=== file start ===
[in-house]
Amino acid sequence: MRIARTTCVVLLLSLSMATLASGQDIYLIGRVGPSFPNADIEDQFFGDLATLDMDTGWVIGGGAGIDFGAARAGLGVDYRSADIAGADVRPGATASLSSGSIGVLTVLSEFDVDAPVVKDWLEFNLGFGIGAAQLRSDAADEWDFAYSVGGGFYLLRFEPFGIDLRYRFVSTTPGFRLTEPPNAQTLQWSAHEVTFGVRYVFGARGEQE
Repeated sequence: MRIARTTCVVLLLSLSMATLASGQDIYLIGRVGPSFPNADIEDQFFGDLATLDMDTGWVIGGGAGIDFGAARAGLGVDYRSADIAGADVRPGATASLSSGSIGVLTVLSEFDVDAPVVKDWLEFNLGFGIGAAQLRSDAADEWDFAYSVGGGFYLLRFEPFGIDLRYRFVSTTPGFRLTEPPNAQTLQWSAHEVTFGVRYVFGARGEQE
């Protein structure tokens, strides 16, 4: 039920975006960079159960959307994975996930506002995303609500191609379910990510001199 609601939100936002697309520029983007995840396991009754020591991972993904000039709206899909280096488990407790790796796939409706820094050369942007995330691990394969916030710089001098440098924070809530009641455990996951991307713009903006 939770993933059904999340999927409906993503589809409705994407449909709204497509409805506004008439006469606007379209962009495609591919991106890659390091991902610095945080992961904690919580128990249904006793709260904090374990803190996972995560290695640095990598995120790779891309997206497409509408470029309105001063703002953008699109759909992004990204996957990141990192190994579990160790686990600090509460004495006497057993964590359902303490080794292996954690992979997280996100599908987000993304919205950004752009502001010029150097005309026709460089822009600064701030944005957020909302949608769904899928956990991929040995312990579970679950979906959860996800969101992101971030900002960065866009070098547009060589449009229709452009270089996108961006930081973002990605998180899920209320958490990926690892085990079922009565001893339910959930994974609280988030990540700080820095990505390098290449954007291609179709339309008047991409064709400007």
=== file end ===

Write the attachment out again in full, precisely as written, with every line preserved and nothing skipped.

[in-house]
Amino acid sequence: MRIARTTCVVLLLSLSMATLASGQDIYLIGRVGPSFPNADIEDQFFGDLATLDMDTGWVIGGGAGIDFGAARAGLGVDYRSADIAGADVRPGATASLSSGSIGVLTVLSEFDVDAPVVKDWLEFNLGFGIGAAQLRSDAADEWDFAYSVGGGFYLLRFEPFGIDLRYRFVSTTPGFRLTEPPNAQTLQWSAHEVTFGVRYVFGARGEQE
Repeated sequence: MRIARTTCVVLLLSLSMATLASGQDIYLIGRVGPSFPNADIEDQFFGDLATLDMDTGWVIGGGAGIDFGAARAGLGVDYRSADIAGADVRPGATASLSSGSIGVLTVLSEFDVDAPVVKDWLEFNLGFGIGAAQLRSDAADEWDFAYSVGGGFYLLRFEPFGIDLRYRFVSTTPGFRLTEPPNAQTLQWSAHEVTFGVRYVFGARGEQE
């Protein structure tokens, strides 16, 4: 039920975006960079159960959307994975996930506002995303609500191609379910990510001199 609601939100936002697309520029983007995840396991009754020591991972993904000039709206899909280096488990407790790796796939409706820094050369942007995330691990394969916030710089001098440098924070809530009641455990996951991307713009903006 939770993933059904999340999927409906993503589809409705994407449909709204497509409805506004008439006469606007379209962009495609591919991106890659390091991902610095945080992961904690919580128990249904006793709260904090374990803190996972995560290695640095990598995120790779891309997206497409509408470029309105001063703002953008699109759909992004990204996957990141990192190994579990160790686990600090509460004495006497057993964590359902303490080794292996954690992979997280996100599908987000993304919205950004752009502001010029150097005309026709460089822009600064701030944005957020909302949608769904899928956990991929040995312990579970679950979906959860996800969101992101971030900002960065866009070098547009060589449009229709452009270089996108961006930081973002990605998180899920209320958490990926690892085990079922009565001893339910959930994974609280988030990540700080820095990505390098290449954007291609179709339309008047991409064709400007």